Representative Steve Rothman (D-NJ) published a new op-ed in The Hill that emphasizes the security imperatives behind America’s foreign aid package and why it is dangerous to cut foreign aid. Rothman wrote:
Some of my Republican colleagues have suggested that America would be better off if we drastically cut our foreign aid and State Department funding. This type of thinking is based on the faulty assumption that this level of funding is disproportionately high compared to other spending priorities. With only one percent of the U.S. federal budget allocated for these programs, nothing could be further from the truth.
U.S. spending on foreign aid and diplomacy under President Ronald Reagan was never less than 1.1 percent of the federal budget. Today, in our more interconnected, just as complex, and equally hostile world, our country would be less secure if we removed our diplomatic presence from the globe. It would be a detriment to our national security if the United States didn’t have Americans who know foreign languages, live in countries throughout the world, and understand the cultures, ways of thinking, and history of those nations.
Without knowledgeable American personnel on the ground, how would we be able to make fully-informed decisions on which diplomatic and military alliances to strengthen and which to weaken or break? Without the information we gather from our international efforts, how would we know which countries could be brought over to democracy, become better trading partners with America, or be more cooperative with the West?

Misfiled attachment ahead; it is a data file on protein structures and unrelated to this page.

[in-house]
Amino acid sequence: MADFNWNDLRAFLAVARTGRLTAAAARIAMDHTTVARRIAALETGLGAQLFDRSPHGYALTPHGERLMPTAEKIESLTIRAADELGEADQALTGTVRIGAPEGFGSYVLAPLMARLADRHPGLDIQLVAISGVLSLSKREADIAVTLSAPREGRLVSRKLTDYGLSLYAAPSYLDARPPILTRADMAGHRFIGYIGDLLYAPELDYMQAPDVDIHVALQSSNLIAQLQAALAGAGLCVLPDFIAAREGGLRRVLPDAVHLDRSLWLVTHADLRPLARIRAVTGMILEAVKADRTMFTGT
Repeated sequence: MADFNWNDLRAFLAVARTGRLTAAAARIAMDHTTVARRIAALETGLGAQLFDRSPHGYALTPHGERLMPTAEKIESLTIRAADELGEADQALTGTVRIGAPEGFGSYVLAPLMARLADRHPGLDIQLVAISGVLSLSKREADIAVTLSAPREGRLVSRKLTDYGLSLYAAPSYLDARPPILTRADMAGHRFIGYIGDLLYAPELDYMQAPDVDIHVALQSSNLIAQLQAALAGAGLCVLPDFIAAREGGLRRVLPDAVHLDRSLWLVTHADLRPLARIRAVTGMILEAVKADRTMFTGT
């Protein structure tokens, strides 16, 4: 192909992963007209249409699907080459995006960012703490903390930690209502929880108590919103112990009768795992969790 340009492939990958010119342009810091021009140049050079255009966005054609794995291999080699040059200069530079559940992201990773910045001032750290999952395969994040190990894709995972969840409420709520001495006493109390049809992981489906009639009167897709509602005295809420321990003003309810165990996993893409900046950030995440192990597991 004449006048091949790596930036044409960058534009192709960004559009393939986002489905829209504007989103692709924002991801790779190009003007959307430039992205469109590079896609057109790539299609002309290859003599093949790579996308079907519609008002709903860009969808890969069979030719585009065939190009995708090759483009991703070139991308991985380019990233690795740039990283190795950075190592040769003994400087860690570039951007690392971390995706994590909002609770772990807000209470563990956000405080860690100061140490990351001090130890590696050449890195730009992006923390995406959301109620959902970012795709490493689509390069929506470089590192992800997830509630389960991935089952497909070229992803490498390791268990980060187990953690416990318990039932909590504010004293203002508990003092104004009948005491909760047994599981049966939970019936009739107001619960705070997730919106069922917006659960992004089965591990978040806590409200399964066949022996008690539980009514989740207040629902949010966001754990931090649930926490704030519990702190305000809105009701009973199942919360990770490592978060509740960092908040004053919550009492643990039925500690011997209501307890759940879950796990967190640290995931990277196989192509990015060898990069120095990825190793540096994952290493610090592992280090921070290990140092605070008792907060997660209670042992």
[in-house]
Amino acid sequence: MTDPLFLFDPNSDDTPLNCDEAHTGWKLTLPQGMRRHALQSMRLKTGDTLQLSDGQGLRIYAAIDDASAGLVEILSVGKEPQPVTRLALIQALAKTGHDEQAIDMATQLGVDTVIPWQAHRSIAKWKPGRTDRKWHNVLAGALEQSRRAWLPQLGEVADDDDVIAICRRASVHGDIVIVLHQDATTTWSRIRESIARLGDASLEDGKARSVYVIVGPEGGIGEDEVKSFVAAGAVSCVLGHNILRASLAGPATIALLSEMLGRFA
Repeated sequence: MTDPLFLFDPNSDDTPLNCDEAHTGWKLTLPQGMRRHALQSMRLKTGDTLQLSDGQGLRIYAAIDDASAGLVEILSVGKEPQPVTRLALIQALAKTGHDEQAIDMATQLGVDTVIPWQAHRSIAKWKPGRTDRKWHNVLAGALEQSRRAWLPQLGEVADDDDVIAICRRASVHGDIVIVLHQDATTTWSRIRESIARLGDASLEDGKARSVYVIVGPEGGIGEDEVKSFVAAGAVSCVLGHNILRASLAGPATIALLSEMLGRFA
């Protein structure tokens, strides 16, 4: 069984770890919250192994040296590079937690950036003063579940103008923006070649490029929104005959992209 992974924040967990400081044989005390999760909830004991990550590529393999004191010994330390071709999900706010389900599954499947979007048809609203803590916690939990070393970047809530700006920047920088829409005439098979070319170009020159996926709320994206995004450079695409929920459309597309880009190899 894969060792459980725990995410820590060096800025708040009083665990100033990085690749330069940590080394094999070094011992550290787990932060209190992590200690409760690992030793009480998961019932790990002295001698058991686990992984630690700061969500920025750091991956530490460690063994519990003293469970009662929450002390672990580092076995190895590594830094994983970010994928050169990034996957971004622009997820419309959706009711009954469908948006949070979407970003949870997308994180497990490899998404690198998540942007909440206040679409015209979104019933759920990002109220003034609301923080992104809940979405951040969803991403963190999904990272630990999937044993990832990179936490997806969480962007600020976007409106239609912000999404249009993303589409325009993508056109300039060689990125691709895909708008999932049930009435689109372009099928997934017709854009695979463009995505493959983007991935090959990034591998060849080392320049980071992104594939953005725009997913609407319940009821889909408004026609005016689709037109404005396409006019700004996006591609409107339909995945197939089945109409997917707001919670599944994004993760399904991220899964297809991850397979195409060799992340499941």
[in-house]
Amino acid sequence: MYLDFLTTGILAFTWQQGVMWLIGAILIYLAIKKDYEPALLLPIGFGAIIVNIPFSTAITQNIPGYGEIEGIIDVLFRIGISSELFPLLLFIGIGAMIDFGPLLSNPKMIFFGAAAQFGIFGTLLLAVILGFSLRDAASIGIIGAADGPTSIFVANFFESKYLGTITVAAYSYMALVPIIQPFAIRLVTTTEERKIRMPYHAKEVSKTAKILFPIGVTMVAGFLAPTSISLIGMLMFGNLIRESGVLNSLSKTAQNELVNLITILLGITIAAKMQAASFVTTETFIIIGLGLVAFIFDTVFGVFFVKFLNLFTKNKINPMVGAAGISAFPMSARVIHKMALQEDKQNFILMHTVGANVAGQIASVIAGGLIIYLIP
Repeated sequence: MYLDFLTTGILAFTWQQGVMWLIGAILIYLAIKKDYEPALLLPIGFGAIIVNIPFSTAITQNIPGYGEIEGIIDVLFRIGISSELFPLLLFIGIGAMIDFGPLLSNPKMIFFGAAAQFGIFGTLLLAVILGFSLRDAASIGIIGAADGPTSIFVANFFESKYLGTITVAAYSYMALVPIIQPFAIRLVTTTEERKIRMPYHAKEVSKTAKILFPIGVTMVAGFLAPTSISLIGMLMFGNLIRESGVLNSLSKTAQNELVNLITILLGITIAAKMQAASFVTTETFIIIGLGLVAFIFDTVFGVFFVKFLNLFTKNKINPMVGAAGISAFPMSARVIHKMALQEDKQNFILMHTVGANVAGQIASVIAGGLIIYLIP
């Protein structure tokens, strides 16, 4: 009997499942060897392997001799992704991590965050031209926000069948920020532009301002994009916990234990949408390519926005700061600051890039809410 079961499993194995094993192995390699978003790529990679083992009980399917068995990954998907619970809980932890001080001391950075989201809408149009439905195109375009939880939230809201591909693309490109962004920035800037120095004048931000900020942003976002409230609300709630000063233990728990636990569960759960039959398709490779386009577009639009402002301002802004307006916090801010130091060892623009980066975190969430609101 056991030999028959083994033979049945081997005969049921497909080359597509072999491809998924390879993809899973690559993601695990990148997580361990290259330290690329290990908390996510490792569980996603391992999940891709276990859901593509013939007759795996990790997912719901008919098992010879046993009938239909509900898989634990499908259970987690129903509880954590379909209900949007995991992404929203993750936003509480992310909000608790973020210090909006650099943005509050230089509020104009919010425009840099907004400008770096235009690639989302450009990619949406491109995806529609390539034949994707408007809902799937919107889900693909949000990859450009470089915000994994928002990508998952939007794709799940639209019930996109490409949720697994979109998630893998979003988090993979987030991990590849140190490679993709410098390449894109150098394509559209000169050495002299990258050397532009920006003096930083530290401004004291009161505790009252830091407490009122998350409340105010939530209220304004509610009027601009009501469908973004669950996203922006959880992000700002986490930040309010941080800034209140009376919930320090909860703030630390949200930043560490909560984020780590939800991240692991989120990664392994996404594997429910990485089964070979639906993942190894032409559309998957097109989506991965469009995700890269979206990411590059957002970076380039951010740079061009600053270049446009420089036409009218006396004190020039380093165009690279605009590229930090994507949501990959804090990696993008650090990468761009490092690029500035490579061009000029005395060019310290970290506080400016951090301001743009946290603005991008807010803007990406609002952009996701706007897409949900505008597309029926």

Military professionals, from the Secretary of Defense to the American forces on the ground, agree about the importance of foreign aid and State Department programs. As Secretary of Defense Robert Gates said last September, ‘Development is a lot cheaper than sending soldiers.’ Regarding the perspective of the professional officers who direct our soldiers on the battlefield, a poll commissioned in 2010 by the U.S. Global Leadership Coalition concluded, ‘nearly 90 percent of active duty and retired military officers agree the tools of diplomacy and development are critical to achieving U.S. national security objectives and a strong military alone is not enough to protect America.’ And put succinctly by the Chairman of the Joint Chiefs of Staff, Admiral Mike Mullen, in a letter to Congress last year about these programs, ‘The more significant the cuts, the longer military operations will take, and the more and more lives are at risk.’
With U.S. troops deployed in Afghanistan and Iraq; Iran racing toward nuclear weapons; the volatile situations in Egypt, Lebanon, Sudan, and Tunisia; and terror threats emerging from Somalia, Yemen, and virtually every corner of the world; now is not the time to have less knowledge of foreign languages, fewer embassies, or fewer diplomats working to avert war and nuclear proliferation. The interests of the United States would certainly not be well served if we were to deny military aid to indispensible allies that help us fight terrorism, protect essential sea lanes, provide safe ports for our troops, and deliver world-class intelligence in real time.
Indeed, for these reasons, and many more, our foreign aid and diplomatic budget has a return on investment that is at least a thousand fold. Cutting foreign aid will not right our struggling economy, but will ultimately cost us more in U.S. lives and taxpayer dollars. It will surely cause direct and substantial harm to America’s national security.
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